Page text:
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Rory MacDonald hasn’t been completely satisfied with his switch to Bellator from the UFC, but he said he’s remaining optimistic about a brighter future with his new home.
MacDonald (19-4 MMA, 1-0 BMMA), a former UFC welterweight title challenger, signed with Bellator as a free agent in August 2016. He made his intentions immediately known and expressed a desire to stay active and chase belts in not just one – but multiple weight classes.
The Canadian admitted things haven’t progressed quite as quickly as he’d expected since signing with Bellator. After recovering from some lingering injuries, he finally made his promotional debut in May with a second-round submission win over Paul Daley at Bellator 179.
Although the victory positioned MacDonald as the next to challenge Bellator welterweight titleholder Douglas Lima (29-6 MMA, 11-2 BMMA), he must wait until Jan. 20 to fight in the Spike-televised headliner at The Forum in Inglewood, Calif.
For MacDonald, there’s simply been too much waiting around.
“I’ve expressed my disappointment with Bellator,” MacDonald told MMAjunkie. “I had some conversations with (Bellator President) Scott Coker expressing that. I’m not the type of fighter that needs to be sidelined and fight once a year. I need to be kept busy. I think he knows now. I think he wants to improve on that in 2018 and keep me more busy. I’m waiting. We’ll see. I hope that I’ll get at least three fights in during 2018.”
Although MacDonald understands of the complexities of fight promotion – bout agreements, dates, locations – his expectation upon signing with Bellator was slightly different from what’s played out.
MacDonald said he’s not disgruntled to the point of regretting leaving the UFC after 13 octagon appearances. However, he hopes things improve. One thing that could do that, he said, is seeing Bellator host a fight card in his native Canada sooner than later.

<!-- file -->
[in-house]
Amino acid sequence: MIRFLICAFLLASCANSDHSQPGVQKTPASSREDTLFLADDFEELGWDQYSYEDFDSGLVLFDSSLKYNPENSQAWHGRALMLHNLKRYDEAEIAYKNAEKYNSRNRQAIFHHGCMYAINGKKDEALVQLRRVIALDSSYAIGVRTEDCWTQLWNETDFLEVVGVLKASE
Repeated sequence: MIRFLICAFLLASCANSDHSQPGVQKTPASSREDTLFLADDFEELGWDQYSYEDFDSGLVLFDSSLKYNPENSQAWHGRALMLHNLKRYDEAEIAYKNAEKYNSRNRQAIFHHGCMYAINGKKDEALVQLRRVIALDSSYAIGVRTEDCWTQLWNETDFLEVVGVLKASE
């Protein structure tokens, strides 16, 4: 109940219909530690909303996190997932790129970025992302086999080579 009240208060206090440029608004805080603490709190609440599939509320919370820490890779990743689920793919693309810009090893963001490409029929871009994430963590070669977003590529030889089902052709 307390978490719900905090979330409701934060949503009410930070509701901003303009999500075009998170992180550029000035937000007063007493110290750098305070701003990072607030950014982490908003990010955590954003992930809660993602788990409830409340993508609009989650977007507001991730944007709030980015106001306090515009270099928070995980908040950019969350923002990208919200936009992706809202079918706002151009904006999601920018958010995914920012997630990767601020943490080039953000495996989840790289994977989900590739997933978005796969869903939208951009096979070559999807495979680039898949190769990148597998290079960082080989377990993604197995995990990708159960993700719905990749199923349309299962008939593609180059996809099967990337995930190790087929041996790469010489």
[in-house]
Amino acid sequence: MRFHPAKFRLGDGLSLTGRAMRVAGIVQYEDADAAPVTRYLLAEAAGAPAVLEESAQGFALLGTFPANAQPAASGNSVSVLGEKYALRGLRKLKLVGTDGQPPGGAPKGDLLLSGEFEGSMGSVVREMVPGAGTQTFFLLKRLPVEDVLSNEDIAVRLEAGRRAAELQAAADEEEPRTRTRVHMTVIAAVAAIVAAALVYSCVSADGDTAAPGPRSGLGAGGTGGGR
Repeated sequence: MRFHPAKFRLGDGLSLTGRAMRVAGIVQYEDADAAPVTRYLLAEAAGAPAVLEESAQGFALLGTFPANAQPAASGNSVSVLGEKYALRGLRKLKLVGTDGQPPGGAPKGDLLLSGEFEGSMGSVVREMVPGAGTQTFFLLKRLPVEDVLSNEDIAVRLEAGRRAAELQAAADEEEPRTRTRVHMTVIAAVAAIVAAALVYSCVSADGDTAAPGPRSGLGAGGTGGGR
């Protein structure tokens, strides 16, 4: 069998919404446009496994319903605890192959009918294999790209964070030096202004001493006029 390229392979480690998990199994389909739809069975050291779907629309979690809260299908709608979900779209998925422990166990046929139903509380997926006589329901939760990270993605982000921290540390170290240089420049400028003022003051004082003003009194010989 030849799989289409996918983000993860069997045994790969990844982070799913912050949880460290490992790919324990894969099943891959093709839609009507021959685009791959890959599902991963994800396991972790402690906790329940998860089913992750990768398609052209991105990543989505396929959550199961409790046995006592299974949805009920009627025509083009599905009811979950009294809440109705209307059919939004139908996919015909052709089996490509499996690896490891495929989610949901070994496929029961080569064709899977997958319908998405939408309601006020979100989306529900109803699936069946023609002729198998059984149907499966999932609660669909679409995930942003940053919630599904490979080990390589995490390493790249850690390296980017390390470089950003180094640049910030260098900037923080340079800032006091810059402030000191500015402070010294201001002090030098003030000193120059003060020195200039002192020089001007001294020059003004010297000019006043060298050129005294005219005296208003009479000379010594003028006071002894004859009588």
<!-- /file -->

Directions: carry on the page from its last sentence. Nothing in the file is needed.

Originally, “The Red King” thought his fight with Lima would take place somewhere in Canada. Now he said he hopes to make his first defense of the title in his homeland should he emerge victorious against Lima.
“It’s been a slow process with Bellator,” MacDonald said. “I think their organization is – they’re a little bit scattered. It’s a small staff, and things like that. But they’re doing the best they can. I’m sure 2018 we’ll get that ball rolling. Once I’m the champion, I think that creates more excitement going into Canada, going in as the champion. It’s more meaningful to promote a fight up there having a Canadian champion. We’ll see what happens.”
With the encounter against Lima still several months away, MacDonald has plenty of time to sharpen his skill set and prepare for one of the biggest fights of his career. Ensuring he doesn’t overtrain is key with the fight still so far away, but assuming he comes in on point, MacDonald has big expectations.
“I see it going probably one or two rounds, maybe three,” MacDonald said. “I don’t see it going four or five rounds. I’m going to close the show before then.”